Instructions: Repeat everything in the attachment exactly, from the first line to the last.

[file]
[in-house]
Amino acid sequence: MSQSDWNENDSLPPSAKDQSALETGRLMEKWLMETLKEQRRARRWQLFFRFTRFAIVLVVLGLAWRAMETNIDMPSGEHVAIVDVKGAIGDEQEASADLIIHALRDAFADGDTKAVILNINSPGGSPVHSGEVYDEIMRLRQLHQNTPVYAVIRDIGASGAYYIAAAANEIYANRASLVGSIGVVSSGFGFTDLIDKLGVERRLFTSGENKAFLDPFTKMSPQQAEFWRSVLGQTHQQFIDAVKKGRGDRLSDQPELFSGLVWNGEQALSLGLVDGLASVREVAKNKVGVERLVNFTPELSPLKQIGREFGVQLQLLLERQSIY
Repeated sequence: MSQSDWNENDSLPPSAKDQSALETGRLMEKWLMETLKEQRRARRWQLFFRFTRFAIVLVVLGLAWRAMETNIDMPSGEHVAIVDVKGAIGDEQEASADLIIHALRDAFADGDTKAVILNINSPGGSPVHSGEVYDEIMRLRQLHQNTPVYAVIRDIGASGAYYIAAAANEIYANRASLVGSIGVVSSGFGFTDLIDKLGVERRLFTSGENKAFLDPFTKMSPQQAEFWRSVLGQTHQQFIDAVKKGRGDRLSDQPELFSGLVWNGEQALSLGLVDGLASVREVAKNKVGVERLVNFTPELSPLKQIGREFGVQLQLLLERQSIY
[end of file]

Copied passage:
[in-house]
Amino acid sequence: MSQSDWNENDSLPPSAKDQSALETGRLMEKWLMETLKEQRRARRWQLFFRFTRFAIVLVVLGLAWRAMETNIDMPSGEHVAIVDVKGAIGDEQEASADLIIHALRDAFADGDTKAVILNINSPGGSPVHSGEVYDEIMRLRQLHQNTPVYAVIRDIGASGAYYIAAAANEIYANRASLVGSIGVVSSGFGFTDLIDKLGVERRLFTSGENKAFLDPFTKMSPQQAEFWRSVLGQTHQQFIDAVKKGRGDRLSDQPELFSGLVWNGEQALSLGLVDGLASVREVAKNKVGVERLVNFTPELSPLKQIGREFGVQLQLLLERQSIY
Repeated sequence: MSQSDWNENDSLPPSAKDQSALETGRLMEKWLMETLKEQRRARRWQLFFRFTRFAIVLVVLGLAWRAMETNIDMPSGEHVAIVDVKGAIGDEQEASADLIIHALRDAFADGDTKAVILNINSPGGSPVHSGEVYDEIMRLRQLHQNTPVYAVIRDIGASGAYYIAAAANEIYANRASLVGSIGVVSSGFGFTDLIDKLGVERRLFTSGENKAFLDPFTKMSPQQAEFWRSVLGQTHQQFIDAVKKGRGDRLSDQPELFSGLVWNGEQALSLGLVDGLASVREVAKNKVGVERLVNFTPELSPLKQIGREFGVQLQLLLERQSIY